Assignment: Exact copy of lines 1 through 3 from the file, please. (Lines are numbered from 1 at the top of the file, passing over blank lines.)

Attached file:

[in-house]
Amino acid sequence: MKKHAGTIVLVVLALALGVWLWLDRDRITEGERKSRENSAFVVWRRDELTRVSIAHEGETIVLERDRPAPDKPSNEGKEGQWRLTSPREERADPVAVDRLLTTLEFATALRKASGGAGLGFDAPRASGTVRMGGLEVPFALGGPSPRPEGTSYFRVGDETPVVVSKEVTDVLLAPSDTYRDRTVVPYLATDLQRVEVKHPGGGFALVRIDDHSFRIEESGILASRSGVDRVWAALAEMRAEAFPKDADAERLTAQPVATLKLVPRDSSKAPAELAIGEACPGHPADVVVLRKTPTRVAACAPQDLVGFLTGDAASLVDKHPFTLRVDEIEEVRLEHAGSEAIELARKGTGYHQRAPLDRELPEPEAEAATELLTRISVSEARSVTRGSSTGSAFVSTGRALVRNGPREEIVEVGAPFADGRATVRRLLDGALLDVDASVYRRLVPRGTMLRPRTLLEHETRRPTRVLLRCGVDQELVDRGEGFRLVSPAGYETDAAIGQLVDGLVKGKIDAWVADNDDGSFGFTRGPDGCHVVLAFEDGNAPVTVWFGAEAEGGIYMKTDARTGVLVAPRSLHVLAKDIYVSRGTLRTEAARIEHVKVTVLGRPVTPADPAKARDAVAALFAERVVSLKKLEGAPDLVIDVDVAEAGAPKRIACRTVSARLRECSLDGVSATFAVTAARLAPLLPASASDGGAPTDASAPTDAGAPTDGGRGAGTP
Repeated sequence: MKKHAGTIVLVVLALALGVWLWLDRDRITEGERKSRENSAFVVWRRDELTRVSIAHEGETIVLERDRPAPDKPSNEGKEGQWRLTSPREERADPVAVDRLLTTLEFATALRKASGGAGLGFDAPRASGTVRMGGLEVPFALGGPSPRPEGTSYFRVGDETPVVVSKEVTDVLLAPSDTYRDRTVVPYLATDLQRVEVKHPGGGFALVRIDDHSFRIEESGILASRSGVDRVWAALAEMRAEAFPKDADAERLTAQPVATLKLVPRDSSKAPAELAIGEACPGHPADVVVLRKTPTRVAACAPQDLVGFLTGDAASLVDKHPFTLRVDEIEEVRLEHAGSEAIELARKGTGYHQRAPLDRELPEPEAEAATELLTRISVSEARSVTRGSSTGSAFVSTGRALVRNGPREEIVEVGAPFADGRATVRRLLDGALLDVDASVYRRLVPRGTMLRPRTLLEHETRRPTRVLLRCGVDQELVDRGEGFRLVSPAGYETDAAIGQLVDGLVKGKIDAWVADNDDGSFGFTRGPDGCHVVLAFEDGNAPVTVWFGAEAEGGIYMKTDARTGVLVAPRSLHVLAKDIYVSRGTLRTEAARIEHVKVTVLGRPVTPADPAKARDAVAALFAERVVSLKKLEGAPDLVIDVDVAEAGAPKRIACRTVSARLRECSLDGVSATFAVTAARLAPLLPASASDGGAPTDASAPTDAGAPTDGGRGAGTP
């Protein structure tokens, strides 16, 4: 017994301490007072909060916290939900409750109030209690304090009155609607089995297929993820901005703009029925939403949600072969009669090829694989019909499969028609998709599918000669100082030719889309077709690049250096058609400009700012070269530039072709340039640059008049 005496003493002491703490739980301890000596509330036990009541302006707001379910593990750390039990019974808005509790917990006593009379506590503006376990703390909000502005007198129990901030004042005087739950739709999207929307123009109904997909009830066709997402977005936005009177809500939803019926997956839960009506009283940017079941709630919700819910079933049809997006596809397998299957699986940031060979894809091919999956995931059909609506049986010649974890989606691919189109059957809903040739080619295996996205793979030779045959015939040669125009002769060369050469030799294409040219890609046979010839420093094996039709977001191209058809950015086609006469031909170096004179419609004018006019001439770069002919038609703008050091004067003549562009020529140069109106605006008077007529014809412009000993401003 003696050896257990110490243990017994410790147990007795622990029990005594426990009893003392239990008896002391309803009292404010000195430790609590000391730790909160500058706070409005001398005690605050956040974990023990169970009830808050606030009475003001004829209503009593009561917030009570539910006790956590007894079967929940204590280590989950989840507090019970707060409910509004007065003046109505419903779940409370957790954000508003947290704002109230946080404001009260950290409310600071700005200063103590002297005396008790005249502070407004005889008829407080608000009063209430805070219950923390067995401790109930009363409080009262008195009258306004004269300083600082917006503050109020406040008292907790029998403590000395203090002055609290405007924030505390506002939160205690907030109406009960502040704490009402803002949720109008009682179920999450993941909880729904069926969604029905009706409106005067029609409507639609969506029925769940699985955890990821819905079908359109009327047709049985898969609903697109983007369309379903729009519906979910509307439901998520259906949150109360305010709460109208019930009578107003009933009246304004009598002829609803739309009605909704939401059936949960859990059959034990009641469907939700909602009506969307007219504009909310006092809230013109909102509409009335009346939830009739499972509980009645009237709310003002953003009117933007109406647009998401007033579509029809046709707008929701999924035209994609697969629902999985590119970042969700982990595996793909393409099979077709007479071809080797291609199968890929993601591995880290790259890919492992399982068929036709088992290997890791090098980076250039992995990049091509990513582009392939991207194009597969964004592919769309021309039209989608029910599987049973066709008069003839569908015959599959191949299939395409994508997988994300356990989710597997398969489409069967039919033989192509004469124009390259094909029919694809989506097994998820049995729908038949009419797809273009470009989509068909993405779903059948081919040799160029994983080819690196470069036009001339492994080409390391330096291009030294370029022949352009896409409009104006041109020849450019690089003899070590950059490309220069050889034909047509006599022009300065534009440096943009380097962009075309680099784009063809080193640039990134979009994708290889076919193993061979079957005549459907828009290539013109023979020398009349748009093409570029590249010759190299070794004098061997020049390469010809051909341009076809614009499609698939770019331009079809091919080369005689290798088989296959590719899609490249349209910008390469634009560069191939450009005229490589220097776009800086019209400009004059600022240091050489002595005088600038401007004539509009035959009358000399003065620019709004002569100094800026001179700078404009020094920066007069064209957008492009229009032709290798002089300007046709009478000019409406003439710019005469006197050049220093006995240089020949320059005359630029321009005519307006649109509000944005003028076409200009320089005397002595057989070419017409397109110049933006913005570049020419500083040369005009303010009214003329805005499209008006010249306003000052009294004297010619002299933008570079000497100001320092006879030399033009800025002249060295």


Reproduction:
[in-house]
Amino acid sequence: MKKHAGTIVLVVLALALGVWLWLDRDRITEGERKSRENSAFVVWRRDELTRVSIAHEGETIVLERDRPAPDKPSNEGKEGQWRLTSPREERADPVAVDRLLTTLEFATALRKASGGAGLGFDAPRASGTVRMGGLEVPFALGGPSPRPEGTSYFRVGDETPVVVSKEVTDVLLAPSDTYRDRTVVPYLATDLQRVEVKHPGGGFALVRIDDHSFRIEESGILASRSGVDRVWAALAEMRAEAFPKDADAERLTAQPVATLKLVPRDSSKAPAELAIGEACPGHPADVVVLRKTPTRVAACAPQDLVGFLTGDAASLVDKHPFTLRVDEIEEVRLEHAGSEAIELARKGTGYHQRAPLDRELPEPEAEAATELLTRISVSEARSVTRGSSTGSAFVSTGRALVRNGPREEIVEVGAPFADGRATVRRLLDGALLDVDASVYRRLVPRGTMLRPRTLLEHETRRPTRVLLRCGVDQELVDRGEGFRLVSPAGYETDAAIGQLVDGLVKGKIDAWVADNDDGSFGFTRGPDGCHVVLAFEDGNAPVTVWFGAEAEGGIYMKTDARTGVLVAPRSLHVLAKDIYVSRGTLRTEAARIEHVKVTVLGRPVTPADPAKARDAVAALFAERVVSLKKLEGAPDLVIDVDVAEAGAPKRIACRTVSARLRECSLDGVSATFAVTAARLAPLLPASASDGGAPTDASAPTDAGAPTDGGRGAGTP
Repeated sequence: MKKHAGTIVLVVLALALGVWLWLDRDRITEGERKSRENSAFVVWRRDELTRVSIAHEGETIVLERDRPAPDKPSNEGKEGQWRLTSPREERADPVAVDRLLTTLEFATALRKASGGAGLGFDAPRASGTVRMGGLEVPFALGGPSPRPEGTSYFRVGDETPVVVSKEVTDVLLAPSDTYRDRTVVPYLATDLQRVEVKHPGGGFALVRIDDHSFRIEESGILASRSGVDRVWAALAEMRAEAFPKDADAERLTAQPVATLKLVPRDSSKAPAELAIGEACPGHPADVVVLRKTPTRVAACAPQDLVGFLTGDAASLVDKHPFTLRVDEIEEVRLEHAGSEAIELARKGTGYHQRAPLDRELPEPEAEAATELLTRISVSEARSVTRGSSTGSAFVSTGRALVRNGPREEIVEVGAPFADGRATVRRLLDGALLDVDASVYRRLVPRGTMLRPRTLLEHETRRPTRVLLRCGVDQELVDRGEGFRLVSPAGYETDAAIGQLVDGLVKGKIDAWVADNDDGSFGFTRGPDGCHVVLAFEDGNAPVTVWFGAEAEGGIYMKTDARTGVLVAPRSLHVLAKDIYVSRGTLRTEAARIEHVKVTVLGRPVTPADPAKARDAVAALFAERVVSLKKLEGAPDLVIDVDVAEAGAPKRIACRTVSARLRECSLDGVSATFAVTAARLAPLLPASASDGGAPTDASAPTDAGAPTDGGRGAGTP